The NBA has always struggled with preventing teams from purposely losing games. The league is now facing questions about why they let the Houston Rockets tank, but not the Philadelphia 76ers who may be in danger of getting eliminated for good today.
John Wall is a professional basketball player who plays for the Houston Rockets. Recently, it was revealed that he signed with the team under the condition that they would not be competing for a championship. This is an example of how double standards are used in professional sports. Read more in detail here: john wall news.
Before training camp, John Wall and the Houston Rockets finalized an agreement. Although the former All-NBA guard would be there, he would not be playing for the rebuilding squad. In exchange, Houston would seek a replacement in the NBA for Wall’s remaining two years and $91.7 million on the supermax agreement he received from the Washington Wizards in July 2017.
As a result, the NBA’s second-highest paid player has yet to play a minute on the floor or wear a jersey this season. The Rockets are in the midst of a rebuilding process. That is self-evident. Four rookies are on the roster, with a fifth on a two-way deal. This season, ten of the team’s 17 players have less than two years of experience. However, the NBA’s decision to let this scenario play out contrasts with how it handled Anthony Davis’ expulsion from the New Orleans Pelicans a few years ago. So, what’s different now?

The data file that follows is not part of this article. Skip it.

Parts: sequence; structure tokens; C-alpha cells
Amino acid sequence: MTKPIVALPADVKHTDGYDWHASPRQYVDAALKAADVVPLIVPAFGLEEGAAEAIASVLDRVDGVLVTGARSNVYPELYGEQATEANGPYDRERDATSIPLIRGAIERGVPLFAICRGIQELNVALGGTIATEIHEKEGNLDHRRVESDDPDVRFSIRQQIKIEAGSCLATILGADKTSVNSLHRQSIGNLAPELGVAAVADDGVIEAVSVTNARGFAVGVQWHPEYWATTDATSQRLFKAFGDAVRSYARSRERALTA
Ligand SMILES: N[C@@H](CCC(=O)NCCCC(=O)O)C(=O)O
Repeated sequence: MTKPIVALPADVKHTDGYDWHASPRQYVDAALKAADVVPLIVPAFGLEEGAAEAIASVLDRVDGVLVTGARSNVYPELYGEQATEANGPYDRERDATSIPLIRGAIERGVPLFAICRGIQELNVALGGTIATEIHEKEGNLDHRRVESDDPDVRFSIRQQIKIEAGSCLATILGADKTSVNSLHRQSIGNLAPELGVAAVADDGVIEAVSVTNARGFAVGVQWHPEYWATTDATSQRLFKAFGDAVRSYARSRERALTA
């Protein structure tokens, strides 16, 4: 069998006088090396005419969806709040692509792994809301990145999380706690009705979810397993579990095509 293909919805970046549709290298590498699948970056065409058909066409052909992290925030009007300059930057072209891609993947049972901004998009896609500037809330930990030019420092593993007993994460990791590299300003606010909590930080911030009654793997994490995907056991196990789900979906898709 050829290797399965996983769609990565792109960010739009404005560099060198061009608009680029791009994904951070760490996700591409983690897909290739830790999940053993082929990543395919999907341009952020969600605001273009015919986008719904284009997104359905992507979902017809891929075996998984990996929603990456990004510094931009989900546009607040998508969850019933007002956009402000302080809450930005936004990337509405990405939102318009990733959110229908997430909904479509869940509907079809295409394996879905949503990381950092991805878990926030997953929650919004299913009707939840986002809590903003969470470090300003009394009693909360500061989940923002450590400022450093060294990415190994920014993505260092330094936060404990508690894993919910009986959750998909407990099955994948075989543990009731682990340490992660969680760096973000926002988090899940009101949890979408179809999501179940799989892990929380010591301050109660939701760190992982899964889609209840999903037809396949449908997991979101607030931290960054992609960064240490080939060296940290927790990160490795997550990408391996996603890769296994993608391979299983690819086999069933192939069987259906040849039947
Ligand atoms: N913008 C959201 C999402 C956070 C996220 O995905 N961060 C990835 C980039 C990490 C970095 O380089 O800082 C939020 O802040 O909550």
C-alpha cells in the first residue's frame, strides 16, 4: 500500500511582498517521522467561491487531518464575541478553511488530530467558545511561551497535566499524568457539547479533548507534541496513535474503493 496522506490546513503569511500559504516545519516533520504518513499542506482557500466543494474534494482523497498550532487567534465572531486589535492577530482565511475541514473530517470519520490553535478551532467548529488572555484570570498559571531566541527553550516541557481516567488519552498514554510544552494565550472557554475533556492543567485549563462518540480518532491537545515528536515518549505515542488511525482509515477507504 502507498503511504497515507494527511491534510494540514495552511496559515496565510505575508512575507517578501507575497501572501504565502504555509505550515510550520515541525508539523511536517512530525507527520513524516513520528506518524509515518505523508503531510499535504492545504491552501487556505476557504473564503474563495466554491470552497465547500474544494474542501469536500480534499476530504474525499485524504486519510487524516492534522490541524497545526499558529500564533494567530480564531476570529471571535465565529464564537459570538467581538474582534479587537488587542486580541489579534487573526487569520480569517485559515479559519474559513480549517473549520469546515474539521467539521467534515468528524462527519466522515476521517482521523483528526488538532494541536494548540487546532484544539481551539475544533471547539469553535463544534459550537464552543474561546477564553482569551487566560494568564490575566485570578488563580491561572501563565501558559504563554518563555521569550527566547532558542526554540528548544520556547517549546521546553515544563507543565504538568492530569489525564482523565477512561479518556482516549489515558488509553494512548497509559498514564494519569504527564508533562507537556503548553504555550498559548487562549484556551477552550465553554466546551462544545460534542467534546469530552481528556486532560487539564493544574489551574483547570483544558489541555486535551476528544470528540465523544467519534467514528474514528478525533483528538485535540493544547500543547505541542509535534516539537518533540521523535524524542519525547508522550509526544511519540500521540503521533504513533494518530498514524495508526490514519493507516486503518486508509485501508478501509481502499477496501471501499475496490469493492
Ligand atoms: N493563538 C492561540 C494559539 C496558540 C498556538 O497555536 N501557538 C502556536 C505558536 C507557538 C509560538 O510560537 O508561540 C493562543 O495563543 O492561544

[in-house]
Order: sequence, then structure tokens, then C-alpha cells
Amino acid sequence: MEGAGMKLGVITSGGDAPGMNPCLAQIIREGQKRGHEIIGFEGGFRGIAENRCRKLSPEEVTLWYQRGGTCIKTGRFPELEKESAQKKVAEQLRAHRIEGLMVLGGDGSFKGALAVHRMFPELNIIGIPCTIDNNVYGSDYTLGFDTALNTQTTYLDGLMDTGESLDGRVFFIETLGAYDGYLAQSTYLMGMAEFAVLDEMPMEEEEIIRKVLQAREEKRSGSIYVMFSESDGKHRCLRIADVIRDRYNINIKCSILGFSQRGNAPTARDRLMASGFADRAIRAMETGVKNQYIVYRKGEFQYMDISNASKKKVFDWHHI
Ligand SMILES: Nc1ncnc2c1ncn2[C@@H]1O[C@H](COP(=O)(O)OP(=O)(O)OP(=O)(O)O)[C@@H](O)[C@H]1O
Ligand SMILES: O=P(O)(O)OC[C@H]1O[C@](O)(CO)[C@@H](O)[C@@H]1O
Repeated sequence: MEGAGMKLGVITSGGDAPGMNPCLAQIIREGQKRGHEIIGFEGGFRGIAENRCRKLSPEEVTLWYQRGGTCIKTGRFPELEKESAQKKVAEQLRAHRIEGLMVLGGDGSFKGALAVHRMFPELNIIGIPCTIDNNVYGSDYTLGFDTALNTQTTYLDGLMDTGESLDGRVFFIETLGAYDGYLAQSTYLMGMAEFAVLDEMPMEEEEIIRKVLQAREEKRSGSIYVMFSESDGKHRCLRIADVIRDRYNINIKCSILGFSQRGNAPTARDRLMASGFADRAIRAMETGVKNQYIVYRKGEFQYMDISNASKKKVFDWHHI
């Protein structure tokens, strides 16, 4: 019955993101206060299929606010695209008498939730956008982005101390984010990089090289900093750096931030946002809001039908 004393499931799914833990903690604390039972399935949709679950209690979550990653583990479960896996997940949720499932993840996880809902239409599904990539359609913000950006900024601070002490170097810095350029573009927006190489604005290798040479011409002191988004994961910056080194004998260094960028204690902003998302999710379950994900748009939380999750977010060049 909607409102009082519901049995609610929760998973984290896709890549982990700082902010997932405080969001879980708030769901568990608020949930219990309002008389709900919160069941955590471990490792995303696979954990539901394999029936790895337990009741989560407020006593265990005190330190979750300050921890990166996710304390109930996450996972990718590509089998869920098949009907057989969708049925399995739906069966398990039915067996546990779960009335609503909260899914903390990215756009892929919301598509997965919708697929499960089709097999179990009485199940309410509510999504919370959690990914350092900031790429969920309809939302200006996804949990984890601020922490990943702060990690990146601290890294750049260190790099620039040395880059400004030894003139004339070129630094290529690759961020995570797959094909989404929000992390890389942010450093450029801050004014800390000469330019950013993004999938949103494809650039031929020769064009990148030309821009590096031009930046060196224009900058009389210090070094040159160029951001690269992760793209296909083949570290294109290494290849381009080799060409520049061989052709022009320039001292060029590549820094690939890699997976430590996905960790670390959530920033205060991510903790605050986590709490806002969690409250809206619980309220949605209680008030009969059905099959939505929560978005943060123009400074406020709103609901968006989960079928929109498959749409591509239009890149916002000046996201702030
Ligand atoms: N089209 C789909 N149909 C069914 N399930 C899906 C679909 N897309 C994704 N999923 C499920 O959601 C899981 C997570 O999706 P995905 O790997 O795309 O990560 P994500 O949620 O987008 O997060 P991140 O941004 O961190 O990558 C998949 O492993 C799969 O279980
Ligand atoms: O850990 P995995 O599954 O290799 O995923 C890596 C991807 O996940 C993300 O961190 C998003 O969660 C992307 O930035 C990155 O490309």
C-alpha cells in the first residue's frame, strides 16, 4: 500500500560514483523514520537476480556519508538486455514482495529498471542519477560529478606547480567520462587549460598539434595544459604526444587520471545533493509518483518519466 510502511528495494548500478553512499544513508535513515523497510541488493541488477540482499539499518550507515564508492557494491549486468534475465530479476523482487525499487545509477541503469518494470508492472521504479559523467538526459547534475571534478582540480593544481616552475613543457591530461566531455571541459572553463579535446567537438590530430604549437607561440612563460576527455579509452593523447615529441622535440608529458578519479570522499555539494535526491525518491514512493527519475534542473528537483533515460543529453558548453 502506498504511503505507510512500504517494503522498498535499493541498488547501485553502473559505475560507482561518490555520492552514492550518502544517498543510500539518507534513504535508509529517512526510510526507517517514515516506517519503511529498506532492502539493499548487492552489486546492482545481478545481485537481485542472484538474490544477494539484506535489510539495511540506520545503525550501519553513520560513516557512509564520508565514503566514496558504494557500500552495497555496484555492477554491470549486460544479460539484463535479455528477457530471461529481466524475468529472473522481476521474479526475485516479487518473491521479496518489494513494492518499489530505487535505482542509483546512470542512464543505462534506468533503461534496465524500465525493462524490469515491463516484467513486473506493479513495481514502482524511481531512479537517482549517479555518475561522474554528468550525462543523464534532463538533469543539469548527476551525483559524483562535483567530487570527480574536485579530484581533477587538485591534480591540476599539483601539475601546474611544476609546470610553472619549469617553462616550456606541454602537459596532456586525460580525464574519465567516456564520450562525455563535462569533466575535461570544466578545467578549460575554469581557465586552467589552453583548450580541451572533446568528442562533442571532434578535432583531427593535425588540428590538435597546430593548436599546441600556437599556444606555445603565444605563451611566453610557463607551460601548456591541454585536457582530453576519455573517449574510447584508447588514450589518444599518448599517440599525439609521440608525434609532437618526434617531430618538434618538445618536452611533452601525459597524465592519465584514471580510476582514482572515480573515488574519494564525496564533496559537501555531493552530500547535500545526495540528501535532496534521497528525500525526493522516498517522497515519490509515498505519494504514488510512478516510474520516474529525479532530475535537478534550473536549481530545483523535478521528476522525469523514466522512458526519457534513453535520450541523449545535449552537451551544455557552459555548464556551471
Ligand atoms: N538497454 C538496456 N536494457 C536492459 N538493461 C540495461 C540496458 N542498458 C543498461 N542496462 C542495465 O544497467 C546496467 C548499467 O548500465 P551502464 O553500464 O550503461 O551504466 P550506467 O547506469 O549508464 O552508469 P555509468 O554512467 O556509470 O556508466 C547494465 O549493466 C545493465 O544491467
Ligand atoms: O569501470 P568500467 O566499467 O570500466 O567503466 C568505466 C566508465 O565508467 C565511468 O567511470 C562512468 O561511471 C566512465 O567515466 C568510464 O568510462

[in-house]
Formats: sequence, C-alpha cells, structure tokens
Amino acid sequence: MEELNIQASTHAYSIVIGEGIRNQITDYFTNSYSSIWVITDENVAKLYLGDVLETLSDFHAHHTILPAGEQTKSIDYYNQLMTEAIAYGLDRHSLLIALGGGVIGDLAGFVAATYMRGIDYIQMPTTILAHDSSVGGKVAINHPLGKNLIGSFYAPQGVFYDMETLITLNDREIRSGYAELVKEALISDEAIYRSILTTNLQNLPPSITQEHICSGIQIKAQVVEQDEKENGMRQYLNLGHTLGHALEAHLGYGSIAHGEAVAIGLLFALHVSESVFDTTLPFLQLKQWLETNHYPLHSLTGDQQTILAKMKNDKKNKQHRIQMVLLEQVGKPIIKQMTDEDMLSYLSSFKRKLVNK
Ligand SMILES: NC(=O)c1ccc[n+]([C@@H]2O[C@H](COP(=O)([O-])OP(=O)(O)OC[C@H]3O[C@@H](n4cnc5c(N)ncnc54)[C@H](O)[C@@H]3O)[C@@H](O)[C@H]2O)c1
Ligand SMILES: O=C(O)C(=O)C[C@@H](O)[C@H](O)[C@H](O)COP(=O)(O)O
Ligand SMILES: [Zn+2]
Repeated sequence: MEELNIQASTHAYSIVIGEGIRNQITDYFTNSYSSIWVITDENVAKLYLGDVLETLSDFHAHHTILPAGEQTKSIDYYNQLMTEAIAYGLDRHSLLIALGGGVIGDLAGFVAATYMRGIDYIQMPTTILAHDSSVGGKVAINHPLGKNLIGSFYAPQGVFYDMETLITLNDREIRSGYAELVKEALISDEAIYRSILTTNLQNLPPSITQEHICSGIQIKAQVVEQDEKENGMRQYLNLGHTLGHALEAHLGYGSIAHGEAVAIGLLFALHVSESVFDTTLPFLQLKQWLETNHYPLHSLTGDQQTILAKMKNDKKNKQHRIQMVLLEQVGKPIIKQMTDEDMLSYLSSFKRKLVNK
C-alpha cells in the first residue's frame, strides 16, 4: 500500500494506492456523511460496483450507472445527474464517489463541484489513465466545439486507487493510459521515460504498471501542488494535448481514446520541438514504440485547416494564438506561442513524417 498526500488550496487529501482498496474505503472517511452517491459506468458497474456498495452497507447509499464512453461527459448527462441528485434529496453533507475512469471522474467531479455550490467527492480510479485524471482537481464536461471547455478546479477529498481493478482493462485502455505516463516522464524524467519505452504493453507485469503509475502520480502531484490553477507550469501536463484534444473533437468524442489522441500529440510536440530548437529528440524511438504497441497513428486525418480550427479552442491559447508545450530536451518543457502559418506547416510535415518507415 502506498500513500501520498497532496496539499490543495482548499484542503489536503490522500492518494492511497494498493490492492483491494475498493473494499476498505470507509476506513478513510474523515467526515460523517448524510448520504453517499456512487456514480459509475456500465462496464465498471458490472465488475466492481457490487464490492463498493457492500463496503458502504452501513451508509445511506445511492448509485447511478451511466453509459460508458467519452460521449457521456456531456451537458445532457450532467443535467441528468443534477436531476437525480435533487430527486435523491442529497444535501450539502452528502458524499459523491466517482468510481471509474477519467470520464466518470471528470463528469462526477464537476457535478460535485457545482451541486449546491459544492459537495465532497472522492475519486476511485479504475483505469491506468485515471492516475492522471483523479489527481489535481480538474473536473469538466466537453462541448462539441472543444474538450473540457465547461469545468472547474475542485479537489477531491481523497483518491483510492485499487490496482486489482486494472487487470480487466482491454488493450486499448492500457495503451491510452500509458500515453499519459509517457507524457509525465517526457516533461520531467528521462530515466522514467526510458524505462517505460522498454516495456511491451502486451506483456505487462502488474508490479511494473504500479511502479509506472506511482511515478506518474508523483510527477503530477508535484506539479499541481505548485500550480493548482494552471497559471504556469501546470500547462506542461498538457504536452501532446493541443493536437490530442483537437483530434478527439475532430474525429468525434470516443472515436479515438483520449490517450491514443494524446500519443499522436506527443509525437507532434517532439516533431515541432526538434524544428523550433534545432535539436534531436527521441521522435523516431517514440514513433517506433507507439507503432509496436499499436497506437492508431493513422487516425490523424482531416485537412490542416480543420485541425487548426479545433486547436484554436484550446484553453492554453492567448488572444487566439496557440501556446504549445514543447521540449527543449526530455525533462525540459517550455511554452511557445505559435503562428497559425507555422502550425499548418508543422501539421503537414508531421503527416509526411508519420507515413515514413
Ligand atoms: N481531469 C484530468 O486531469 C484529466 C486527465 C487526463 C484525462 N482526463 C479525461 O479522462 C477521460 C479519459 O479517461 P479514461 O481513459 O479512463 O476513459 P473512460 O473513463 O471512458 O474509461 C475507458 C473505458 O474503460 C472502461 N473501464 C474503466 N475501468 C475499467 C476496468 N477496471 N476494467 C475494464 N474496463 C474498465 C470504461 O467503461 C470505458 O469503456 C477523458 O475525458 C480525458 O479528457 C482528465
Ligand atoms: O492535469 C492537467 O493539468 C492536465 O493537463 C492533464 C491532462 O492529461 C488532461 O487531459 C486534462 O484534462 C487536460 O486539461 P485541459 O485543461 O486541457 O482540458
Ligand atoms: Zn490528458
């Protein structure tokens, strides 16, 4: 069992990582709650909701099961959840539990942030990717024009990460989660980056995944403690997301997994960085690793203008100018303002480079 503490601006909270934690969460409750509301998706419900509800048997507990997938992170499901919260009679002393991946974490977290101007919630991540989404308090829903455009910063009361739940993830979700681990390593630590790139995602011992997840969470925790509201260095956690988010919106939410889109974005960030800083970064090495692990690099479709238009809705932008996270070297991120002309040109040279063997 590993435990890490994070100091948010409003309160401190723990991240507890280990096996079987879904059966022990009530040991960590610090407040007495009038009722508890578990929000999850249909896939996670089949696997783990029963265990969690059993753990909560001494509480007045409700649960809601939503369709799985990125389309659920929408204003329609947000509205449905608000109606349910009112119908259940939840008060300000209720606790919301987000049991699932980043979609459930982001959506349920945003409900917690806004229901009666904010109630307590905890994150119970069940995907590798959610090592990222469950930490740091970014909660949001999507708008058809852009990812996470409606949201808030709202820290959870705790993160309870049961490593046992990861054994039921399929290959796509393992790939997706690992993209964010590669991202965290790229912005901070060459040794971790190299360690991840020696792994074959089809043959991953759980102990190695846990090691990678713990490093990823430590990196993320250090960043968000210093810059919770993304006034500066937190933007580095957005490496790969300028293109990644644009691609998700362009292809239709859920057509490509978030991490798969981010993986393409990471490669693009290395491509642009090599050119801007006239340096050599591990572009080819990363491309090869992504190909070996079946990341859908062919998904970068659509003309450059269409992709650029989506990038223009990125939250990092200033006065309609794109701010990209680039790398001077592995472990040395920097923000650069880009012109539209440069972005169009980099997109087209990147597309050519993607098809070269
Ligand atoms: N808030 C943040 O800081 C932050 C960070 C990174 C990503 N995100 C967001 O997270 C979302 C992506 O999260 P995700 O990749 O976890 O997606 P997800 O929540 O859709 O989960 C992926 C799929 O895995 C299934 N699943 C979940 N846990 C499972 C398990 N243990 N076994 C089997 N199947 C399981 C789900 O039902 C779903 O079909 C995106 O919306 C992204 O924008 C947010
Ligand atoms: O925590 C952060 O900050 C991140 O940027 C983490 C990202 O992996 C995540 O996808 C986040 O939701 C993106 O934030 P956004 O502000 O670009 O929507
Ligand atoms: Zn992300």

Anthony Davis requested a trade and then said that he would not play.
Davis requested a trade from the Pelicans during the 2018–19 season. Davis did not play while the Saints were looking for a trade. The team’s reasoning was to avoid an injury to Davis that might influence the value of their top player in a deal.
When the trade deadline passed with Davis still on the New Orleans roster, the NBA stepped in. The NBA cited “league regulations regulating competitive integrity,” according to NBA writer Marc Stein on Substack.
The NBA, on the other hand, seemed unconcerned with the Houston Rockets paying John Wall $44.3 million this season to sit on the bench. Is it true that the NBA’s standards controlling competitive integrity have been repealed? There’s proof that the rules are broken when it’s convenient, and it’s not just Wall and the Rockets.
The Oklahoma City Thunder were in the midst of a losing season not long ago, as recently as early this year. Shai Gilgeous-Alexander suffered an injury, while veteran Al Horford mysteriously vanished for the last 28 games.
Horford, a five-time All-Star, and the club have agreed to put him on the bench. When Sam Presti, the general manager of the Oklahoma City Thunder, decided to look for lottery balls, the Thunder were 19–25. The Thunder finished with a 3–25 record. Indeed, competitive honesty.
Houston is 3–16 this season, and Wall has made no significant contributions.
John Wall has expressed his desire to play with the Houston Rockets.
John Wall wants to play for the Houston Rockets, but they aren’t interested in the position he wants. Meanwhile, the NBA remains silent on H-apparent Town’s tanking. Getty Images/Carmen Mandato